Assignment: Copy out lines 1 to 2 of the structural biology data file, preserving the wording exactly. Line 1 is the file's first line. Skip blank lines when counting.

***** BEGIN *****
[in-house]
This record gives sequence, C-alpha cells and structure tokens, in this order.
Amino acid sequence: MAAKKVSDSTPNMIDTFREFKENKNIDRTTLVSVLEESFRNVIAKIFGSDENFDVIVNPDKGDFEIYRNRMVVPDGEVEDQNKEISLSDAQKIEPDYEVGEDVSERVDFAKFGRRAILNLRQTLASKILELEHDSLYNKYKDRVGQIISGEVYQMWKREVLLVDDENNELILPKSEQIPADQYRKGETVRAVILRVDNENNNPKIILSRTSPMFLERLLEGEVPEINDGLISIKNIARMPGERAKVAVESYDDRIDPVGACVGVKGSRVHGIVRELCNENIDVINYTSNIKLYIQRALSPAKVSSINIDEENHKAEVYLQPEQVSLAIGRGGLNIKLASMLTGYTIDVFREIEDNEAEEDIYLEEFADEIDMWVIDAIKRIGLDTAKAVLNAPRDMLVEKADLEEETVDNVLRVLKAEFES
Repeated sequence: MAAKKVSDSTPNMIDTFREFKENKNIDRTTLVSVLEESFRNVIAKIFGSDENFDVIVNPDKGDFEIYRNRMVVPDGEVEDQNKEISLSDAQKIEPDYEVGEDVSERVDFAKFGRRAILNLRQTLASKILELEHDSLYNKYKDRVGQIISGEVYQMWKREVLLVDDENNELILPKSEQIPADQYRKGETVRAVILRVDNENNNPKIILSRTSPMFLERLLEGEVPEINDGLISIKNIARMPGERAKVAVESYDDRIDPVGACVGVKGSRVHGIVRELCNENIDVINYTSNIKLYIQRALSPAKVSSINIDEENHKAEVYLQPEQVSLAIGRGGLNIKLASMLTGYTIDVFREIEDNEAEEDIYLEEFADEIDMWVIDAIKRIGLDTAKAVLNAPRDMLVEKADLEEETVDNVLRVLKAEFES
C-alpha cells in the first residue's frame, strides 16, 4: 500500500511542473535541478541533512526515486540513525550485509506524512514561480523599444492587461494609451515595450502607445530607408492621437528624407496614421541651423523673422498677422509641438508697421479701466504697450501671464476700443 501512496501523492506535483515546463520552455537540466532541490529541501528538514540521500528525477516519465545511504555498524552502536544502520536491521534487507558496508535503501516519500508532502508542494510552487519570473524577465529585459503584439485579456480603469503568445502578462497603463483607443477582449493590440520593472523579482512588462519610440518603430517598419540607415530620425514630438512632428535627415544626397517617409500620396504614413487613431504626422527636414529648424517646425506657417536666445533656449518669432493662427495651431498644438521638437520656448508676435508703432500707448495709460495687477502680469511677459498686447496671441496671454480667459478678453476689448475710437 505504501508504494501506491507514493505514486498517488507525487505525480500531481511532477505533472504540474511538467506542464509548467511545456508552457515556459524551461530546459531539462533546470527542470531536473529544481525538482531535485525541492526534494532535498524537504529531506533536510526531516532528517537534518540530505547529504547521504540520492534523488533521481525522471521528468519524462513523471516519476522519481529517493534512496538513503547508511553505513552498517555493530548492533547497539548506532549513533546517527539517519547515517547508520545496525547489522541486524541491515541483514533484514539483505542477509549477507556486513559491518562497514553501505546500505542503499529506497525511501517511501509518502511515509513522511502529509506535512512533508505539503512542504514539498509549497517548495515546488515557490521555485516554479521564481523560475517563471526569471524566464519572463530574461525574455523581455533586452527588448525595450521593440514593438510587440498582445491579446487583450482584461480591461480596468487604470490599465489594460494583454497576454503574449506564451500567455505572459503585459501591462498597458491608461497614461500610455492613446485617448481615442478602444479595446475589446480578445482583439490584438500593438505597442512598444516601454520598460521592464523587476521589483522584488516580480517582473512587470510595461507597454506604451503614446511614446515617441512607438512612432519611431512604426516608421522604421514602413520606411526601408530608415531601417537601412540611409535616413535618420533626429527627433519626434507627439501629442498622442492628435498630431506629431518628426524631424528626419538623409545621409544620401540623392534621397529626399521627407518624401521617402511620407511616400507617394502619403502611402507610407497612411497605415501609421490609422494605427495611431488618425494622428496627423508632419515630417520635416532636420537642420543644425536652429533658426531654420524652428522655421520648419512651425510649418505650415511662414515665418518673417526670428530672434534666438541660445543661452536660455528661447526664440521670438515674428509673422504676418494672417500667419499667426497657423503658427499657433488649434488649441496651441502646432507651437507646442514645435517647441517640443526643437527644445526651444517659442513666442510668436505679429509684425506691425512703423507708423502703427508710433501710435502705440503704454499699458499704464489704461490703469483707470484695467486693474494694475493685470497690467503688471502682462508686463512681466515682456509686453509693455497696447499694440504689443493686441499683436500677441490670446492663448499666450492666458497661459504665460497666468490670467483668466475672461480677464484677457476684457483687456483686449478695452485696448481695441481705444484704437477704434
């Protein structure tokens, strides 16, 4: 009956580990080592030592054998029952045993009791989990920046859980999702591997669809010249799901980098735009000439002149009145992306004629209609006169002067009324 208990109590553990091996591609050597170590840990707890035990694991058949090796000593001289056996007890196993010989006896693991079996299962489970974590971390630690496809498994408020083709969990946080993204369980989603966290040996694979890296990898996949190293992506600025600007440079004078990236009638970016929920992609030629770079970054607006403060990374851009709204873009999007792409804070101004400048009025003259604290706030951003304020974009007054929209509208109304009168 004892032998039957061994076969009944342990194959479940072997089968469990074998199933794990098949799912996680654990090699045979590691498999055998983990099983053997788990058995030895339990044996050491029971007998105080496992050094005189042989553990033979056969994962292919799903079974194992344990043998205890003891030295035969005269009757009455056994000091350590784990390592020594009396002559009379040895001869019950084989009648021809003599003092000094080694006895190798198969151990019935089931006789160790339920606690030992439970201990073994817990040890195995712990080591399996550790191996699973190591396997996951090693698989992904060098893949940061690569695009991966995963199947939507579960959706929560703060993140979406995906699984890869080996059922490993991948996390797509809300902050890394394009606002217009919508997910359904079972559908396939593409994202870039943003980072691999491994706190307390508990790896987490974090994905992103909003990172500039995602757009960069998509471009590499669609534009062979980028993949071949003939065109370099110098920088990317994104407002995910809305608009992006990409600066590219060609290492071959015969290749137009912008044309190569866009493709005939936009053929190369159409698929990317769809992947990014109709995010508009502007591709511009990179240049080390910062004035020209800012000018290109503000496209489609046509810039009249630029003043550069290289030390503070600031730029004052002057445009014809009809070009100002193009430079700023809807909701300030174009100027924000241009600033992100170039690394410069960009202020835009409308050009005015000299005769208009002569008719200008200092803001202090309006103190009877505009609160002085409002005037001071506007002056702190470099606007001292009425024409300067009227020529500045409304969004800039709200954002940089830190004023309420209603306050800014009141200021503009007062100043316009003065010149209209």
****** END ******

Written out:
[in-house]
This record gives sequence, C-alpha cells and structure tokens, in this order.